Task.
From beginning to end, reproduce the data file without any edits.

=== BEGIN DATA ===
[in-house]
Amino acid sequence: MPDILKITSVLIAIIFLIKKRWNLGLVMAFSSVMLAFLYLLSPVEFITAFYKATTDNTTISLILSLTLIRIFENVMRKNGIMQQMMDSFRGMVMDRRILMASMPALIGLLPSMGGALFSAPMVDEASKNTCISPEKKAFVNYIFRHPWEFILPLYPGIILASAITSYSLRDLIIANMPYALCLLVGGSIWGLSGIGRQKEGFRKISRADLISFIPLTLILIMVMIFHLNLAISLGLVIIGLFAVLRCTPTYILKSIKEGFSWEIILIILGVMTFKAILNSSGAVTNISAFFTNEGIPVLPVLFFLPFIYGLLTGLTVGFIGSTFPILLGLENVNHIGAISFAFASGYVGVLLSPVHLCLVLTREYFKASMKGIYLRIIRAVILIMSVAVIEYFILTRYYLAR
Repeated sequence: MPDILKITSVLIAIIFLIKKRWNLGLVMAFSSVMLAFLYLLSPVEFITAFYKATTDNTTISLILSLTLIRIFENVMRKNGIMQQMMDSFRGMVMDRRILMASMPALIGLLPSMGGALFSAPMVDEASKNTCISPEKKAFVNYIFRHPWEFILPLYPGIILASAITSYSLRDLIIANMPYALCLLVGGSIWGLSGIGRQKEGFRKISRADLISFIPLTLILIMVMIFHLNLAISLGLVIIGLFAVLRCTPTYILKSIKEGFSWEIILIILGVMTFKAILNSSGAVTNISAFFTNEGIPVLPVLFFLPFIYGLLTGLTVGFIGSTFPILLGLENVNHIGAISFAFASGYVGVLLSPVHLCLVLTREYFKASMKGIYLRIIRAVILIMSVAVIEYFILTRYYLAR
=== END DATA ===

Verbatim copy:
[in-house]
Amino acid sequence: MPDILKITSVLIAIIFLIKKRWNLGLVMAFSSVMLAFLYLLSPVEFITAFYKATTDNTTISLILSLTLIRIFENVMRKNGIMQQMMDSFRGMVMDRRILMASMPALIGLLPSMGGALFSAPMVDEASKNTCISPEKKAFVNYIFRHPWEFILPLYPGIILASAITSYSLRDLIIANMPYALCLLVGGSIWGLSGIGRQKEGFRKISRADLISFIPLTLILIMVMIFHLNLAISLGLVIIGLFAVLRCTPTYILKSIKEGFSWEIILIILGVMTFKAILNSSGAVTNISAFFTNEGIPVLPVLFFLPFIYGLLTGLTVGFIGSTFPILLGLENVNHIGAISFAFASGYVGVLLSPVHLCLVLTREYFKASMKGIYLRIIRAVILIMSVAVIEYFILTRYYLAR
Repeated sequence: MPDILKITSVLIAIIFLIKKRWNLGLVMAFSSVMLAFLYLLSPVEFITAFYKATTDNTTISLILSLTLIRIFENVMRKNGIMQQMMDSFRGMVMDRRILMASMPALIGLLPSMGGALFSAPMVDEASKNTCISPEKKAFVNYIFRHPWEFILPLYPGIILASAITSYSLRDLIIANMPYALCLLVGGSIWGLSGIGRQKEGFRKISRADLISFIPLTLILIMVMIFHLNLAISLGLVIIGLFAVLRCTPTYILKSIKEGFSWEIILIILGVMTFKAILNSSGAVTNISAFFTNEGIPVLPVLFFLPFIYGLLTGLTVGFIGSTFPILLGLENVNHIGAISFAFASGYVGVLLSPVHLCLVLTREYFKASMKGIYLRIIRAVILIMSVAVIEYFILTRYYLAR